Figuring out the maze of future income and health insurance is both frustrating and scary. Do you need supplemental insurance in addition to Medicare? What if you are on disability and have little income? An attorney who specializes in elder law can look over your insurance options with you and explain the process.
Those who are 65, disabled or in end-stage renal disease qualify for Medicare. Whether you automatically get Medicare depends on your current situation.
- Depending on if you already receive Social Security benefits, then you will get Medicare Part A and Part B automatically and need not sign up.
- If you are not getting Social Security benefits, then you will need to sign up.
- If you continue working after 65, then you will need to apply. Depending on the size of your employer, you may be able to delay without having to pay a penalty when you enroll.
Medicaid is for individuals and families with low income. Federal law requires states to cover benefits such as nursing facilities, home health services and transportation to medical care. States can add optional benefits like prescription drugs, occupational and physical therapy, and respiratory care services.
You can qualify for both Medicare and Medicaid. If you have both, then most of your health care costs may get covered. You do have the option of getting a Medicare Supplemental Insurance plan that may help cover coinsurance, copayments or deductibles.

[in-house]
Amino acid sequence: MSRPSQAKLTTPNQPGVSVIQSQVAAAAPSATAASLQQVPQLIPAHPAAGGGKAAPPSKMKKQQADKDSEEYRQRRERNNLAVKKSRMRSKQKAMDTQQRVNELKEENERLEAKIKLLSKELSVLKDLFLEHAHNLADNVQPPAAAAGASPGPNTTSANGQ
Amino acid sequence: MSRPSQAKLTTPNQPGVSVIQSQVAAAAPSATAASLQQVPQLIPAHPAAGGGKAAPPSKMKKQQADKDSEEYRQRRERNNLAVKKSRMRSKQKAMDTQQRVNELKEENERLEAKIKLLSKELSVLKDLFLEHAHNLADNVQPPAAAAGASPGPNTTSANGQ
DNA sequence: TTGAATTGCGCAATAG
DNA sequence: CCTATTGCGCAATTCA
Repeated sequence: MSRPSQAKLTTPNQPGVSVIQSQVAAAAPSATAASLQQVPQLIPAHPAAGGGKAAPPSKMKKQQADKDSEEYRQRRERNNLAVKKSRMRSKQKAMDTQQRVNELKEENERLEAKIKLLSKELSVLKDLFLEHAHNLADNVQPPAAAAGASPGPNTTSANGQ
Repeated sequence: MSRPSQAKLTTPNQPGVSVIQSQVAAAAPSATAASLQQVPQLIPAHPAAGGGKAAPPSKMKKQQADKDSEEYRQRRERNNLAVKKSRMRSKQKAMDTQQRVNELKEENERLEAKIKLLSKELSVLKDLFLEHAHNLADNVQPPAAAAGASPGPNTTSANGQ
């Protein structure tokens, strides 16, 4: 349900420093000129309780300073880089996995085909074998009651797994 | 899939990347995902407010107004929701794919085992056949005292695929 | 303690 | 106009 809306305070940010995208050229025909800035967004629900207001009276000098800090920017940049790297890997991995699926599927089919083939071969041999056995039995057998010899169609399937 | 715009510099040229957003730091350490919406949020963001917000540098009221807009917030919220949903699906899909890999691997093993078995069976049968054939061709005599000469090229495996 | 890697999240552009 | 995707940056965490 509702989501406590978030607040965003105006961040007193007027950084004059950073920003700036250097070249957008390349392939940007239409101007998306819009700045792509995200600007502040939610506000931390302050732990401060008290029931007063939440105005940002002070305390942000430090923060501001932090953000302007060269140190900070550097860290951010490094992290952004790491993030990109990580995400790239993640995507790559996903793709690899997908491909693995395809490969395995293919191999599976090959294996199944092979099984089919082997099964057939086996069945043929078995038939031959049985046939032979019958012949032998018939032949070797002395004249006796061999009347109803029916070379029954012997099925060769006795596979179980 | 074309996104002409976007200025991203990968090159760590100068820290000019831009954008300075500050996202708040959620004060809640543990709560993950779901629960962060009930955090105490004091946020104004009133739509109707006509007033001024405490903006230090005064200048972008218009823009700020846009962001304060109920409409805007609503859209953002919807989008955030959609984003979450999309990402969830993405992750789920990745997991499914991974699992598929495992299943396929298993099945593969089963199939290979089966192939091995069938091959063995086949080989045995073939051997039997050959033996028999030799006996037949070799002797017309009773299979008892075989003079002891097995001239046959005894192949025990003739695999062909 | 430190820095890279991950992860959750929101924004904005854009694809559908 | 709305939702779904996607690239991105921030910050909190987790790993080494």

According to the National Council on Aging, about 1 in 10 Americans 60 years and older have experienced some form of elder abuse. Some research states that every year around 5 million seniors are the victims of abuse.
Elder abuse is the intentional act or failure to act that causes or creates a risk of harm to an older adult. Abusers may be a caregiver, family member, friend or any other person an elder trusts. In almost 60% of the cases, the abusers are family members.
The United States Department of Justice’s Elder Justice Initiative lists five types of abuse. These include:
- Physical abuse
- Financial fraud
- Scams and exploitation
- Caregiver neglect and abandonment
- Psychological abuse
- Sexual abuse
How To Report Elder Abuse
If there is an immediate threat of abuse, then dial 911. If you suspect a loved one or other older adult is a victim, then contact a local Adult Protective Services office or the police. You can also use the ElderCare Locator, a service of the U.S. Administration on Aging. Enter the ZIP code or city and state in the search bar at the top of the page. You can also call ElderCare Locator at (800) 677-1116.
Work With an Experienced Elder Law Attorney
Do you need someone to explain how social security works? Do you believe your loved one is the victim of nursing home abuse? You and your loved ones can get help to navigate the confusing legalities of elder law as well as all the legal services you need as a senior. Connect with an experienced elder law attorney who will give you the answers to your questions and will advocate for your rights as a senior citizen. Submit an online request or call us today at (866) 646-5559 to get in touch with an elder law attorney near you.